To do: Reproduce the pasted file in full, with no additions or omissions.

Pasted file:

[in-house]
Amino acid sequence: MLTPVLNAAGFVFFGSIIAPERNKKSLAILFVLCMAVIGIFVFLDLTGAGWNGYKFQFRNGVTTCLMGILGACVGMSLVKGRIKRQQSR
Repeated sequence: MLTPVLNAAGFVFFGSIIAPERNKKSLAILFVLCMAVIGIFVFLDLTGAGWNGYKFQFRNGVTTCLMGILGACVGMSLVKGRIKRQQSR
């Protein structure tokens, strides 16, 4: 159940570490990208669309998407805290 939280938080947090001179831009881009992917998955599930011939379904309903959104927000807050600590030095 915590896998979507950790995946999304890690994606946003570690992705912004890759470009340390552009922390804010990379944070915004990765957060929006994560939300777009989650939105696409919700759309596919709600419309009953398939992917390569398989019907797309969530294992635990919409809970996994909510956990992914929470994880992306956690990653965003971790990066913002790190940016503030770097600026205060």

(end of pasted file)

[in-house]
Amino acid sequence: MLTPVLNAAGFVFFGSIIAPERNKKSLAILFVLCMAVIGIFVFLDLTGAGWNGYKFQFRNGVTTCLMGILGACVGMSLVKGRIKRQQSR
Repeated sequence: MLTPVLNAAGFVFFGSIIAPERNKKSLAILFVLCMAVIGIFVFLDLTGAGWNGYKFQFRNGVTTCLMGILGACVGMSLVKGRIKRQQSR
């Protein structure tokens, strides 16, 4: 159940570490990208669309998407805290 939280938080947090001179831009881009992917998955599930011939379904309903959104927000807050600590030095 915590896998979507950790995946999304890690994606946003570690992705912004890759470009340390552009922390804010990379944070915004990765957060929006994560939300777009989650939105696409919700759309596919709600419309009953398939992917390569398989019907797309969530294992635990919409809970996994909510956990992914929470994880992306956690990653965003971790990066913002790190940016503030770097600026205060």